The reserved powers trust works well for a settlor who is uncomfortable with the concept of handing over all control of trust property to a trustee. They aren’t always suitable though and settlors would need to take advice as to the effect of reserving some powers in their home jurisdiction.

With new regulations and new risks changing thelandscape, we have dedicated ourselves to finding solutions that reduce risk while reaching new heights in flexibility and privacy. In a changing world, Swiss Trust delivers the innovation our clients deserve, with the security they expect.

Foundations

Foundation is a corporate instrument for:

  • set up the succession
  • protect the assets
  • secure the economic future of the beneficiaries, e.g. members of the family or other close persons
  • hold the bankable, corporate and private assets
  • hold the art collections and other similar assets
  • achieve charitable purposes

Unlike corporation, a foundation is not allowed to directly conduct a business.

The foundation is established by a founder dedicating assets to a specific purpose in favour of a specific or specifiable beneficiary. Once raised to the status of a legal entity, these assets no longer form part of the private assets of the founder but form the foundation assets.

The foundation has no members or owners – its assets shall be distributed among the beneficiaries, whereby the payment of distributions to beneficiaries may also be made subject to conditions or rules. The beneficiaries are named by the founder, usually in separate by-laws, resembling a last will and testament. The founder can appoint himself as a beneficiary.

The founder can reserve the right to amend the articles and by-laws, especially the beneficiary regulations.

The governing body of the foundation is the foundation board, which is regulated by the provisions of articles and the by-laws. The foundation board can have the authority to execute the founder’s will with free and absolute discretion, e.g. regarding distributions to beneficiaries (discretionary foundation). The basis of this free and absolute discretion is always the founder’s will, determined in the articles and by-laws of the foundation.

Further advisory and controlling functions can be executed by other bodies of the foundation – an advisory board, a board of trustees,  protector or similar.

For further question, please contact us or visit our offices.

Learn more about Trust vs. Foundation

Trusts vs. Foundations

A trust is an agreement that is created through something called private writing. A trustee is nominated to control and look after the assets that have been placed into the trust, for the sole benefit of the trustees. For example, immovable property such as houses can be held in a trust, as an artwork or heirlooms. These items would be legally held by a third-party, usually, a firm or company but remain the property of the beneficiary that is nominated in the trust.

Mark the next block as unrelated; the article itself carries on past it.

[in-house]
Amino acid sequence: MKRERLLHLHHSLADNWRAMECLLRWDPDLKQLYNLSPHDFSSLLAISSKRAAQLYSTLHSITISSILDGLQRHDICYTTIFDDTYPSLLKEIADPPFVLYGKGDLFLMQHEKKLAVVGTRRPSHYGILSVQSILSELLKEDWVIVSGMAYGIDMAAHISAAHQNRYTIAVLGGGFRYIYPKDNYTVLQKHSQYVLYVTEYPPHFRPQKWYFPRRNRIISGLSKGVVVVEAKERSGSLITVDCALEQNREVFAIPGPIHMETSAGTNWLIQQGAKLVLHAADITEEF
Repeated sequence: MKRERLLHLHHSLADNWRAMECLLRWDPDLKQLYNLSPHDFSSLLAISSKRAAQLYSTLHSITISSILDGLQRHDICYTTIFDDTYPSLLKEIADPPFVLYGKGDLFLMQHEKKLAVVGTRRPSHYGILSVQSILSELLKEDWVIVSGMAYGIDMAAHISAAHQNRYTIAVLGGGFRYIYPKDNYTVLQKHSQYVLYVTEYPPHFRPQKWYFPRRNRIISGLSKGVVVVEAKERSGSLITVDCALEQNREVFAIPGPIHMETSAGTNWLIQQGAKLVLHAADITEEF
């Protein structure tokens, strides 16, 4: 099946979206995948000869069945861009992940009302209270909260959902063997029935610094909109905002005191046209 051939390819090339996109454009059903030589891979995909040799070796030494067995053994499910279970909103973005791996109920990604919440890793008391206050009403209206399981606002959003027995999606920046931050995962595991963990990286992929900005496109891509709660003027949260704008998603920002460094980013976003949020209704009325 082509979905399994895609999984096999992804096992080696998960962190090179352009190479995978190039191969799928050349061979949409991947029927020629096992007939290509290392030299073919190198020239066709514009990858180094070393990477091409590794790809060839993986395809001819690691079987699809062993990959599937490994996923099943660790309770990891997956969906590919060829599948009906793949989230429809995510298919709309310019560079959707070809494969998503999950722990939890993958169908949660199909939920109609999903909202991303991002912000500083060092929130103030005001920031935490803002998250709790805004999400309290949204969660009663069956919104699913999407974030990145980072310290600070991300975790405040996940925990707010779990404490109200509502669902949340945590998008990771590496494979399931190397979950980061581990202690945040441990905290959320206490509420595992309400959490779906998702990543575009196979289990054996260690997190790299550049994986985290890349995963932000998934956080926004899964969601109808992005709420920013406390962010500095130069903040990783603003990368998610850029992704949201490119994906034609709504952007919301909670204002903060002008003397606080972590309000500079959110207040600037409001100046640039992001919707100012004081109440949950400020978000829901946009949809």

A foundation is an organization that can be considered a fully autonomous legal entity which belongs only to itself. It is similar in some ways to a company, but it has several characteristics of a trust. A foundation enjoys a separate legal personality from the moment of its registration.

When it comes to trusts, they are established by the settlor who rescinds their ownership of the property and legally allocates it to the trustee. Once this is done, they effectively relinquish any rights over the ownership or the management of the trust property. This person is expected to submit a list of conditions that apply to the trust property and the trustee keeps these in mind when they exercise their rights further down the line.

A foundation is created by a founder. Unlike a trust, the founder is able to retain part of the control in the administration of a foundation and the decisions that need to be taken. The founder can also have the right to oversee the acts of the appointed administrators and they can even be an administrator themselves.

When a trust is created, the trustee has the property in the trust in their name and looks after it for the beneficiary until the time comes when the property is ready to be passed on. The trustee must answer to the beneficiaries for every action that they take and a high level of care must be given when it comes to carrying out duties. A foundation is governed by administrators who administer in the best interest of the purpose for which the foundation was created.

In Switzerland, both trustees and foundation administrators are bound by fiduciary obligations which include confidence, trust, care, and acting for the benefit of another. At no time should the administrator or the trustee allow a conflict of interest or activity in a way that is not in the best interest of the beneficiary.